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Senior Staff Writer

Pizza restaurant targeted for supporting Indiana’s ‘religious freedom’ law

Apr 01, 20155 mins
Business ContinuityDisaster RecoveryHacking

O'Connor family targeted for their pizza joint's anti-LGBT policy

teenagers taking pizza slices at restaurant 78742347
Credit: Thinkstock


The owners of Memories Pizza have closed their store due to the backlash over their support of Indiana’s Religious Freedom Restoration Act.

Kevin O’Connor has stated the family couldn’t tell which orders were real and which were fake; adding that the store has been flooded with phone calls since the original piece from ABC57 aired.

They will remain closed for the foreseeable future.

“Because I don’t believe in something that they want, they see fit to be angry about it. It’s really confusing to me. I’m just a little guy in a little tiny town. That’s where I’ve been all my life. It’s just been ugly. I don’t know what to call it,” Kevin O’Connor told FOX News.

For their part, Yelp has worked to remove the negative reviews and venomous comments from the Memories Pizza account, but that hasn’t stopped people from targeting the shop’s Facebook page or making harassing and prank phone calls.

The owner of the domain,, has altered the website after their webhost started getting abuse reports. Instead of the design shown below, the URL now displays a SFW message reminding people to not discriminate.

“Don’t discriminate. (It’s not nice.) Also, in all seriousness, it’s really dumb to not own a domain name for your business. Especially after you spew stupid shit on TV,” the new website says.

The O’Connor family were the first business owners in Indiana to come forward in support of a bill that critics say is nothing short of legalized discrimination. Now, they’re the first family in the state to be crushed under a wave of Internet harassment to the point they were forced to close their doors.

It’s also worth mentioning that they didn’t come out in support of the law on a whim. On Twitter, the reporter from ABC57 who was responsible for the story said she walked into their shop out of the blue and asked them how they felt about the law.

“I just walked into their shop and asked how they feel. They’ve never been asked to cater a same-sex wedding…I don’t think anyone was really aware the attention this would get at the time of the interview. They just spoke their mind,” she wrote.

Original Story:

They were the first restaurant owners in Indiana to come out in support of Indiana’s controversial “religious freedom” bill, signed into law last week by Governor Mike Pence. However, the O’Connor family and their business, Memories Pizza, quickly came under attack online.

The Religious Freedom Restoration Act has given outsiders the impression that Indiana is moving backwards as far as civil rights are concerned; with many critics stating that it’s nothing short of legalized discrimination.

The problem most people have with the new law is that it opens the door for business owners to deny services to the LGBT community for religious reasons, and that’s just what the O’Connor family said they planned to do.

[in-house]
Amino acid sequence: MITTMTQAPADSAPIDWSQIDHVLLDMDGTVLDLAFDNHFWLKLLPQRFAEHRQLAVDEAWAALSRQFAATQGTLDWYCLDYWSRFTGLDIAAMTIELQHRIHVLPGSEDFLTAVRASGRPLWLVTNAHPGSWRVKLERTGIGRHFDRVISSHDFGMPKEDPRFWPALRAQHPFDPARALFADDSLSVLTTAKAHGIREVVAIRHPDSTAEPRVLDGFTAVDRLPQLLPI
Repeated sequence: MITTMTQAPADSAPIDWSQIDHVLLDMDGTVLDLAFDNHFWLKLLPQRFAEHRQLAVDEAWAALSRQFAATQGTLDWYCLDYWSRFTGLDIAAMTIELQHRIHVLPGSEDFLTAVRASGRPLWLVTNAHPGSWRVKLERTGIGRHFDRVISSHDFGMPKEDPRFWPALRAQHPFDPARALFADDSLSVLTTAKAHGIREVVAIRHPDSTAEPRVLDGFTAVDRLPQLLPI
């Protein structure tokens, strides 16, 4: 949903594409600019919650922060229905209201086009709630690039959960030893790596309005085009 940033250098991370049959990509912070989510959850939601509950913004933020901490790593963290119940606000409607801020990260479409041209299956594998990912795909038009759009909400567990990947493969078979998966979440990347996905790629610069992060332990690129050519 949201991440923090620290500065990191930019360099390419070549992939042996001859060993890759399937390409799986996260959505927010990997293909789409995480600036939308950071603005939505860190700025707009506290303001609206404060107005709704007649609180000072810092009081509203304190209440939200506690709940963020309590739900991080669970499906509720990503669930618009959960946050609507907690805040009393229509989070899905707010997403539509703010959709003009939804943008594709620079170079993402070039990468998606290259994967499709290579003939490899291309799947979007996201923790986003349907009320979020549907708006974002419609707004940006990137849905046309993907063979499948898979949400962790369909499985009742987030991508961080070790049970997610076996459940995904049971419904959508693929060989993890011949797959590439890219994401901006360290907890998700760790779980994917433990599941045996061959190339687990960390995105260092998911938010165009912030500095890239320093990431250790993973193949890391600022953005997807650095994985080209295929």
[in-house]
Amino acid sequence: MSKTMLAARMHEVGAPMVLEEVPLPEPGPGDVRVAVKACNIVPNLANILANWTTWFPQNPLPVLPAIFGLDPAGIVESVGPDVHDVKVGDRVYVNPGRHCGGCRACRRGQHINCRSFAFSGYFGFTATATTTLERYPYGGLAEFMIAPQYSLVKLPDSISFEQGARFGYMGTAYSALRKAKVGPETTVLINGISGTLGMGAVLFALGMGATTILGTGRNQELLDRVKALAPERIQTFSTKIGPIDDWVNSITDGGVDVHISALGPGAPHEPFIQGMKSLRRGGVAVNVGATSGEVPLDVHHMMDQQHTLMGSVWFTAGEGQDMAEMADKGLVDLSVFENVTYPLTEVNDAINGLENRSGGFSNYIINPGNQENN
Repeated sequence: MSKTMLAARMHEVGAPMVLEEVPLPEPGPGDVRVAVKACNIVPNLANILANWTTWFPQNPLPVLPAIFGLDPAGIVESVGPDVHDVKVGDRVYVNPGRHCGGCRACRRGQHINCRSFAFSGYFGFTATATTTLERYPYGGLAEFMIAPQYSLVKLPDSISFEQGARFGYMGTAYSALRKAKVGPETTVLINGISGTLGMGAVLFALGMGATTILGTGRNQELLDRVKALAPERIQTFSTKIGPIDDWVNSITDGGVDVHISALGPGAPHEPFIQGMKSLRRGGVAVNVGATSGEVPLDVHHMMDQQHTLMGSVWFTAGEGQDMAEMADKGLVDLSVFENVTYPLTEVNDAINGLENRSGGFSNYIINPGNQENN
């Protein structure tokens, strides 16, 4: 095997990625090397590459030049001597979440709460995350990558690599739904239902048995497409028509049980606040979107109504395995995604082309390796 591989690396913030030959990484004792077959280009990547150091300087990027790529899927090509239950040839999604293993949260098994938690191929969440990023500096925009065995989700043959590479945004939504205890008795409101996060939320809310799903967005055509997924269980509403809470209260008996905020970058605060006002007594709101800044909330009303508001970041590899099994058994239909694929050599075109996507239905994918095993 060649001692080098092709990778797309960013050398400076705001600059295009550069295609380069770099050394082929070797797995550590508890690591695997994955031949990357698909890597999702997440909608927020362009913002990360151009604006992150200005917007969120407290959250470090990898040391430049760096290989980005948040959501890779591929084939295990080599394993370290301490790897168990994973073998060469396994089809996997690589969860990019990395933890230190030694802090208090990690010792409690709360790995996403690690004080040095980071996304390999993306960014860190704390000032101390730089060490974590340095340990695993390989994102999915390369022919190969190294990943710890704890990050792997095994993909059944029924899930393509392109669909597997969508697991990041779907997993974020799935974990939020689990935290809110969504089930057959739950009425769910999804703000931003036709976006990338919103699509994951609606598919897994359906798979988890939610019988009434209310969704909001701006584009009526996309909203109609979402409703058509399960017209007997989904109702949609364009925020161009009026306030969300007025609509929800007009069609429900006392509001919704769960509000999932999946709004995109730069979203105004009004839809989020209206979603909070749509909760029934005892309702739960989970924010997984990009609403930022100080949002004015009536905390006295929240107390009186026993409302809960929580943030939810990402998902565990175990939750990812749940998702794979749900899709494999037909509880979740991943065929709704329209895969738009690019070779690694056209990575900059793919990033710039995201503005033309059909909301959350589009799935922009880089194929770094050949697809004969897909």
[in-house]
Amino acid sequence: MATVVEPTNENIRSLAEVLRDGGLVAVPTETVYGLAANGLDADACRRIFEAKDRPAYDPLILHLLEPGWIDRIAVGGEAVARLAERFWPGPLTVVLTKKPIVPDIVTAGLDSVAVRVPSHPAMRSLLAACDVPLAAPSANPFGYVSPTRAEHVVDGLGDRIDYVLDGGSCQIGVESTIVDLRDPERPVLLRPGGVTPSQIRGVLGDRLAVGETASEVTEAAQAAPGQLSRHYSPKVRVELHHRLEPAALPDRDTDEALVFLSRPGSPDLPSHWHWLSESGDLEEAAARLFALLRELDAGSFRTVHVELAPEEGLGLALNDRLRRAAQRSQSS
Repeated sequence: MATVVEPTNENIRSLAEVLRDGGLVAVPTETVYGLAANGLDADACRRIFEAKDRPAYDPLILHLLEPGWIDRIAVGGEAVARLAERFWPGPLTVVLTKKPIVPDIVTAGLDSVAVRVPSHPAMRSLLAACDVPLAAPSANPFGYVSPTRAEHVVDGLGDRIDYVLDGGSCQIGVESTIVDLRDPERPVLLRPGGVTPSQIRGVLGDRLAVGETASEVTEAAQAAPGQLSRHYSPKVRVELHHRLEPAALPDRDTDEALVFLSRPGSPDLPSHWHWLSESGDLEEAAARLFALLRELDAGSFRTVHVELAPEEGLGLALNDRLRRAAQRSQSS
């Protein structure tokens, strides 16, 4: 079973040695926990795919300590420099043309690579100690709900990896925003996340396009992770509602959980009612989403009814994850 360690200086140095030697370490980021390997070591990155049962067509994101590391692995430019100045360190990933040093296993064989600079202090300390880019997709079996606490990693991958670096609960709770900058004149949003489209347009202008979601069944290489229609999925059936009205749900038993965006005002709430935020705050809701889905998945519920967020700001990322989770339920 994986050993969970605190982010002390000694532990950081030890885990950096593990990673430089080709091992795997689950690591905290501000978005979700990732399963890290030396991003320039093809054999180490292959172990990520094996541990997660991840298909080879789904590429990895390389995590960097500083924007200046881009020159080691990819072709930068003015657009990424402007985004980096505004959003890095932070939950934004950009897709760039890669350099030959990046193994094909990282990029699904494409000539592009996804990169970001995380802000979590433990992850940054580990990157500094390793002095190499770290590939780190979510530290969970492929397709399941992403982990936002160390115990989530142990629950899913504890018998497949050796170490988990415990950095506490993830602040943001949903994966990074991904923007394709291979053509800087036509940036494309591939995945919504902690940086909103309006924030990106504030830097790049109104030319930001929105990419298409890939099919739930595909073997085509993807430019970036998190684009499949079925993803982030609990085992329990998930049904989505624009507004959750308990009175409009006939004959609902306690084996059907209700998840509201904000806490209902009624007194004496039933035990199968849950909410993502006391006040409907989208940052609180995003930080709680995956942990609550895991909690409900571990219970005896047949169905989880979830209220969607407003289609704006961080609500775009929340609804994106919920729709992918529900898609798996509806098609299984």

Crystal and Kevin O’Connor of Memories Pizza, in an interview with South Bend, Indiana’s ABC 57, said that religion is the reason they would refuse a gay couple if they were to request services.

“If a gay couple came in and wanted us to provide pizzas for their wedding, we would have to say no,” Crystal O’Connor told the ABC affiliate.

“We are a Christian establishment,” she added, telling ABC 57 that her family prides itself on owning a business that reflected their beliefs.

“We’re not discriminating against anyone, that’s just our belief and anyone has the right to believe in anything,” she said.

Her father, Kevin O’Connor said that the backlash against Indiana’s inflammatory bill and its supporters isn’t fair:

“That lifestyle is something they choose. I choose to be heterosexual. They choose to be homosexual. Why should I be beat over the head to go along with something they choose?”

Reaction to the family was swift, as people from all parts of the U.S. took to the Internet and vented their frustrations and outrage over the family’s remarks. While some were supportive, the bulk of the comments have been pure venom.

“What kind of an IDIOT sabotages their business’s future by declaring they won’t serve a certain type of person/customer,” asked one reviewer on Yelp.

“Maybe you thought this would get you free publicity….yeah it is free yet there is always a price to pay. I would suggest contacting Suze Orman to help figure out the financial mess you will soon be in,” said another.

The Yelp rating for the company hit 1.5 stars shortly after the news segment aired, with some 1,600 reviewers using the website to express themselves.

Another person took a different approach. The O’Connor family never registered a domain for their business, so someone did it for them. However, uses a NSFW design (click image to enlarge) that the family probably wouldn’t support.

pizza indiana

At the bottom of the page, the person responsible for the website left a simple message to the O’Connor family:

“No servers were hacked during the making of this website. If you own a business, buy a domain.”

Last week, Indiana’s primary domain was taken offline briefly out of protest over the new law.

Gov. Pence, reacting to the massive backlash over law itself, has backpedaled from his earlier remarks that nothing in the questionable law would be changed. On Tuesday, he said that legislative leaders in the state plan to clarify the language used by the Religious Freedom Restoration Act.

During a press conference in Indianapolis, Pence said that the changes would make clear that the law doesn’t allow businesses to “deny services to anyone.”